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Electricity and magnetism

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Researchers discover superatoms with magnetic shells. Public release date: 8-Jun-2011 [ Print | E-mail Share ] [ Close Window ] Contact: Sathya Achia Abrahamsbachia@vcu.edu 804-827-0890Virginia Commonwealth University RICHMOND, Va.

Researchers discover superatoms with magnetic shells

(June 8, 2011) – A team of Virginia Commonwealth University scientists has discovered a new class of 'superatoms' – a stable cluster of atoms that can mimic different elements of the periodic table – with unusual magnetic characteristics. The superatom contains magnetized magnesium atoms, an element traditionally considered as non-magnetic. In a study published online in the Early Edition of the Proceedings of the National Academy of Sciences, the team reports that the newly discovered cluster consisting of one iron and eight magnesium atoms acts like a tiny magnet that derives its magnetic strength from the iron and magnesium atoms. Through an elaborate series of theoretical studies, Shiv N. "The combination of magnetic and conducting attributes was also desirable.

This research was supported by the U.S. Transformers. In the photograph, note that the coil on the left has fewer coils than that at right (the insets show close-ups).

Transformers

The sketch and circuit show a step-up transformer. To make a step-down transformer, one only has to put the source on the right and the load on the left. (Important safety note: for a real transformer, you could only 'plug it in backwards' only after verifying that the voltage rating were appropriate.) So, how does s transformer work? The core (shaded) has high magnetic permeability (ie a material that forms a magnetic field much more easily than free space does, due to the orientation of atomic dipoles). Vp = − Np.dφ/dt . VpIp = VsIs, whence Is/Ip = Np/Ns = 1/r. So you don't get something for nothing: if you increase the voltage, you decrease the current by at least the same factor. In some cases, decreasing the current is the aim of the exercise.

Electromagnetic waves. At this point in the course we'll move into optics.

Electromagnetic waves

This might seem like a separate topic from electricity and magnetism, but optics is really a sub-topic of electricity and magnetism. This is because optics deals with the behavior of light, and light is one example of an electromagnetic wave. Light and other electromagnetic waves Light is not the only example of an electromagnetic wave. Other electromagnetic waves include the microwaves you use to heat up leftovers for dinner, and the radio waves that are broadcast from radio stations.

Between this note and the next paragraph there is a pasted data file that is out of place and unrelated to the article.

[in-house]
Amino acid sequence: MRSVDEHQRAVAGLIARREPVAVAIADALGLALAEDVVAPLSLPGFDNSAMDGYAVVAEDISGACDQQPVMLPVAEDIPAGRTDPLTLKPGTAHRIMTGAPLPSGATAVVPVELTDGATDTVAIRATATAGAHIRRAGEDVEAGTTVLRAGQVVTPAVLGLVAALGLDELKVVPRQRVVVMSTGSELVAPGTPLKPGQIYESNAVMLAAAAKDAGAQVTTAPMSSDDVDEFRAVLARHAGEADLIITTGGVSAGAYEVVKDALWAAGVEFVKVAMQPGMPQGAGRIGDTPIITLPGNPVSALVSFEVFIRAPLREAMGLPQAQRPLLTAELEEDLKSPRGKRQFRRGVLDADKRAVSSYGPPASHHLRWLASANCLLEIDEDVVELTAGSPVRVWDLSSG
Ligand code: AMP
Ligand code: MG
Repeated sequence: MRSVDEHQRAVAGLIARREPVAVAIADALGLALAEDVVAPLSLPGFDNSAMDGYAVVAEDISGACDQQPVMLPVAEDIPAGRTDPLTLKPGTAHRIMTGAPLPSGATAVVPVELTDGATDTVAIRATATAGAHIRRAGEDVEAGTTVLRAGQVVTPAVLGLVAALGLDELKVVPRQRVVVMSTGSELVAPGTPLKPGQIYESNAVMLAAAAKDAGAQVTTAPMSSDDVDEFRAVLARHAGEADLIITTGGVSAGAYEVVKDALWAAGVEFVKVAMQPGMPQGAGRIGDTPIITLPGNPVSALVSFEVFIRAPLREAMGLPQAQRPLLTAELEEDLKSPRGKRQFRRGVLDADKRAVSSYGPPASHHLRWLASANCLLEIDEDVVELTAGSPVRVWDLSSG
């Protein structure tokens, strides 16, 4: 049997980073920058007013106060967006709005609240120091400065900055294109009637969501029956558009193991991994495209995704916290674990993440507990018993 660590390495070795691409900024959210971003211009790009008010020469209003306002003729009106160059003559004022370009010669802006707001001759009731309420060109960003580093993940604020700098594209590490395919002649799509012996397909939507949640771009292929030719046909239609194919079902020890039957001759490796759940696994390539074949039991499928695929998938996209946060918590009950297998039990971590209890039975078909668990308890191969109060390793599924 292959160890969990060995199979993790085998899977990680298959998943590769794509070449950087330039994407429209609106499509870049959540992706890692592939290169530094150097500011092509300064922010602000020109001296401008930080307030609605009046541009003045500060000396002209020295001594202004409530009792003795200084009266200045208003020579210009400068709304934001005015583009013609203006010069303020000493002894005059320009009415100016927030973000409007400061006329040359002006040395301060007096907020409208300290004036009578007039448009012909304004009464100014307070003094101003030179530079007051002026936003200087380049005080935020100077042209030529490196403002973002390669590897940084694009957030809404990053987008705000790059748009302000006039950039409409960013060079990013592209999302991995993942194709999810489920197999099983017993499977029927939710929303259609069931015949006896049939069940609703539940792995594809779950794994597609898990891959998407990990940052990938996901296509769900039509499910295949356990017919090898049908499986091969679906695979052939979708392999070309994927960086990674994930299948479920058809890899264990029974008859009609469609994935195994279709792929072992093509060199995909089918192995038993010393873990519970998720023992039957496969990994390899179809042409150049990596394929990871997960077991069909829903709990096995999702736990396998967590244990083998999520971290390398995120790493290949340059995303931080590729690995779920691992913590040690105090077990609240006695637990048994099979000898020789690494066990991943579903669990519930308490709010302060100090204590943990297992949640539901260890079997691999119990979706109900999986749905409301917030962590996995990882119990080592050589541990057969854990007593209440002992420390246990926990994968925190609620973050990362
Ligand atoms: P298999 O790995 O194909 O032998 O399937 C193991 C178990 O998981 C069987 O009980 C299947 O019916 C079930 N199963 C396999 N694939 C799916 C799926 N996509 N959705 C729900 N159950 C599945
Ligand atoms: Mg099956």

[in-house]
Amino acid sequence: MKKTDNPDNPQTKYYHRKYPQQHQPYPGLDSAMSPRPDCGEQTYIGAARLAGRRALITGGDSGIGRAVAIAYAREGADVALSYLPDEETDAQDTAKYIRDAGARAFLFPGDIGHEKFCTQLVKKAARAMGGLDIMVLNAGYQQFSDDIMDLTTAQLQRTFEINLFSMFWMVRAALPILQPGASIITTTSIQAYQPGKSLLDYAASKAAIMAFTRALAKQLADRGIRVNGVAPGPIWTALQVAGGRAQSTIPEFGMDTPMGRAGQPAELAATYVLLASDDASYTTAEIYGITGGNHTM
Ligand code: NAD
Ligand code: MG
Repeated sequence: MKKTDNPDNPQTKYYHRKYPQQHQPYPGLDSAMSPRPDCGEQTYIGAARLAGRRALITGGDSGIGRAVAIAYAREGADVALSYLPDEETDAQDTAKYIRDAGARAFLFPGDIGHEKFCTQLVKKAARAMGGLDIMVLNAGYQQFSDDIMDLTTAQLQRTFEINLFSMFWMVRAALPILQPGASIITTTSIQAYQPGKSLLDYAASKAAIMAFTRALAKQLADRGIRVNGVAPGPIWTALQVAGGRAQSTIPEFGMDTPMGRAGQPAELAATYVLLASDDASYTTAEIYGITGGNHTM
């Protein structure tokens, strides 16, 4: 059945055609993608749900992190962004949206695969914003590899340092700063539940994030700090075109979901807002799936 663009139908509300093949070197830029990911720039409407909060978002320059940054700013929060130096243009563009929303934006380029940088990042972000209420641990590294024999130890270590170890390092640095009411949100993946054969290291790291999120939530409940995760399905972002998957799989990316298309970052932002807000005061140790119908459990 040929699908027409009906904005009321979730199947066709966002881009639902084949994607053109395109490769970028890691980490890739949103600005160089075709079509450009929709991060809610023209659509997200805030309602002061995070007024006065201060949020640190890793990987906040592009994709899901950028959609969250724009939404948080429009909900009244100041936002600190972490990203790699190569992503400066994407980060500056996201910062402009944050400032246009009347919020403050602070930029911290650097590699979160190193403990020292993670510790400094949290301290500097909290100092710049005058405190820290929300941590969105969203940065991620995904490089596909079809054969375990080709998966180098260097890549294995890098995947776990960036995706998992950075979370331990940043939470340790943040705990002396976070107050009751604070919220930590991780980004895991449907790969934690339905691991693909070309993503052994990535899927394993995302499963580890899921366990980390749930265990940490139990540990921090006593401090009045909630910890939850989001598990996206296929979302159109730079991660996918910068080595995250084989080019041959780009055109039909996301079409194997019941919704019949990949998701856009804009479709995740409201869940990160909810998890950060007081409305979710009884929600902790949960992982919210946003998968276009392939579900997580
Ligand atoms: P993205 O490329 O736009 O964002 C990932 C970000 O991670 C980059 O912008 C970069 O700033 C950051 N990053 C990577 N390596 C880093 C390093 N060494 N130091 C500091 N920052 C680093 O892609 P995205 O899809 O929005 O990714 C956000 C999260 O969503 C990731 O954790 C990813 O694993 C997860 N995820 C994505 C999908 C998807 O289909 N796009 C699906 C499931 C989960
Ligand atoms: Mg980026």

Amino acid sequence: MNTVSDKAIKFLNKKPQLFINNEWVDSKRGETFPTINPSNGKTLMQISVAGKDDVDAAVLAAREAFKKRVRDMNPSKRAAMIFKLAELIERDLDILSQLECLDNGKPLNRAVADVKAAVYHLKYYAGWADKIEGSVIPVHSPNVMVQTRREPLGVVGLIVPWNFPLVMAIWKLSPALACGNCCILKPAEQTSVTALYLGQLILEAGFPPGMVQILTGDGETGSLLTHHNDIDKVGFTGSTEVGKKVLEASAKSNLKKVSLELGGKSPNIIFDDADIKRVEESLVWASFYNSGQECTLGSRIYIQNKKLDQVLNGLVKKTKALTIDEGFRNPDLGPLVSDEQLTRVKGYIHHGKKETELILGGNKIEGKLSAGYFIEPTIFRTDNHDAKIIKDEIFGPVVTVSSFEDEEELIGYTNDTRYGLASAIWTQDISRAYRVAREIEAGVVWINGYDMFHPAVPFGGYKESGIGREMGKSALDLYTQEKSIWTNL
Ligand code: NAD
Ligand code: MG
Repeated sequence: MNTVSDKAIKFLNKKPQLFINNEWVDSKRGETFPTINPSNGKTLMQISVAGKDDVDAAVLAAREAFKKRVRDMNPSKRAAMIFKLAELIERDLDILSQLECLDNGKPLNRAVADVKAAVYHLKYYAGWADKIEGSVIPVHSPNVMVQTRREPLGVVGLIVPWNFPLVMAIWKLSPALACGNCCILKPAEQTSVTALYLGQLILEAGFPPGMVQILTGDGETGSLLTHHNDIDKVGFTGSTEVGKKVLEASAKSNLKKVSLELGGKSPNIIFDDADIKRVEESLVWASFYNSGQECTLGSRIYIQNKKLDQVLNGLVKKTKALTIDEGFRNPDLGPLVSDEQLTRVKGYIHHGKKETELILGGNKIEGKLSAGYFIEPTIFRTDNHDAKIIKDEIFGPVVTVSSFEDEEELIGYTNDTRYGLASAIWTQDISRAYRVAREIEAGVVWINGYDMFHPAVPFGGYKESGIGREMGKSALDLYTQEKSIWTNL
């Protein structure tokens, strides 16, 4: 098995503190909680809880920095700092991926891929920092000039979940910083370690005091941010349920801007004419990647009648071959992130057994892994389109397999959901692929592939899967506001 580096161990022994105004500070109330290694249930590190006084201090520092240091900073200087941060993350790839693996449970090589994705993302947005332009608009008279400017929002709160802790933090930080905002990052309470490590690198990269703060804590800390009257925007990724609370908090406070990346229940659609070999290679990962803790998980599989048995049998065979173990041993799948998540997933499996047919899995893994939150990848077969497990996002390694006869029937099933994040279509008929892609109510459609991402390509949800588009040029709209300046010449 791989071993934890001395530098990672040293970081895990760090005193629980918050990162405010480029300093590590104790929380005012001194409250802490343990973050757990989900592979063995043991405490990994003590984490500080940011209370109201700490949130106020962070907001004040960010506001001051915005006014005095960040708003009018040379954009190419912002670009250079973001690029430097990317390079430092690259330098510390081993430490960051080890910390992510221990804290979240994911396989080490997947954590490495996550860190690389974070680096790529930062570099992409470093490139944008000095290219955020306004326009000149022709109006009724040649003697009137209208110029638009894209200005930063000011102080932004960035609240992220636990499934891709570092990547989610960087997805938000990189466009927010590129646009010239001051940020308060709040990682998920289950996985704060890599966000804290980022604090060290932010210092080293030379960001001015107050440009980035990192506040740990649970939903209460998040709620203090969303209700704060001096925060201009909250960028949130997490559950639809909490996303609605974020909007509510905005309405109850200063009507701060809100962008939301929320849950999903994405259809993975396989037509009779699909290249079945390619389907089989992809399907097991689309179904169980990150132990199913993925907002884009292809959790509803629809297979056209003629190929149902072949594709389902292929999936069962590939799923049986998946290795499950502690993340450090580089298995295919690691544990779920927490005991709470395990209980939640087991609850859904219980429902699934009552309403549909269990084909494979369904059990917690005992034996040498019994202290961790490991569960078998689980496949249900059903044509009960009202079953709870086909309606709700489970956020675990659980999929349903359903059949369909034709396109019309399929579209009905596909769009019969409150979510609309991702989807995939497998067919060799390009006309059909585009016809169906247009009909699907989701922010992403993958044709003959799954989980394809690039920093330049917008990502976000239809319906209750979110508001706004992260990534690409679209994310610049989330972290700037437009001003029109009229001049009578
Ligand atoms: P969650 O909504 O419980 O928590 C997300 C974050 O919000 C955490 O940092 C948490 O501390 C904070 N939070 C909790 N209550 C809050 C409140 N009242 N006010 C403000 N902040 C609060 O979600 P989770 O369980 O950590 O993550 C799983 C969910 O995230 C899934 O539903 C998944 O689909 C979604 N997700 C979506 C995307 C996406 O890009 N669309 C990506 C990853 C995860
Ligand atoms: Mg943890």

Speed of light in vacuum: c = 3.00 x 108 m/s As we'll go into later in the course when we get to relativity, c is the ultimate speed limit in the universe. There is a wonderful connection between c, the speed of light in a vacuum, and the constants that appeared in the electricity and magnetism equations, the permittivity of free space and the permeability of free space. This clearly shows the link between optics, electricity, and magnetism. Articles on "Electricity"

Explaining "electricity" visuallyA simple classroom activity using red and green plastic sheets.

Articles on "Electricity"

Here's a way to visualize Electric Current, "Static", and the electric charge which creates both. Why three prongs? Why do wall outlets have three holes? "Grounding" and safety. Right Angle CircuitryDo Lenz' Law and the Right Hand rule still work... after you've been turned INSIDE OUT by that greasy black Fog? "Static Electric" misconceptionsA list of things which gave me a warped view of Electrostatics. Speed of "Electricity"? Triboelectric Series If a cat gets trapped in a clothes dryer full of nylon pantyhose, which way do the electrons flow? Where does EM energy flow in a circuit? How Scientists Define the word "Electricity" Quotes from J.C.

Barriers to Understanding ElectricityTwenty misconceptions which prevented me from understanding simple electrical science as a student. "Static" Electricity is really just high voltage.Scuff on the rug, then measure your body voltage. What Is Charge?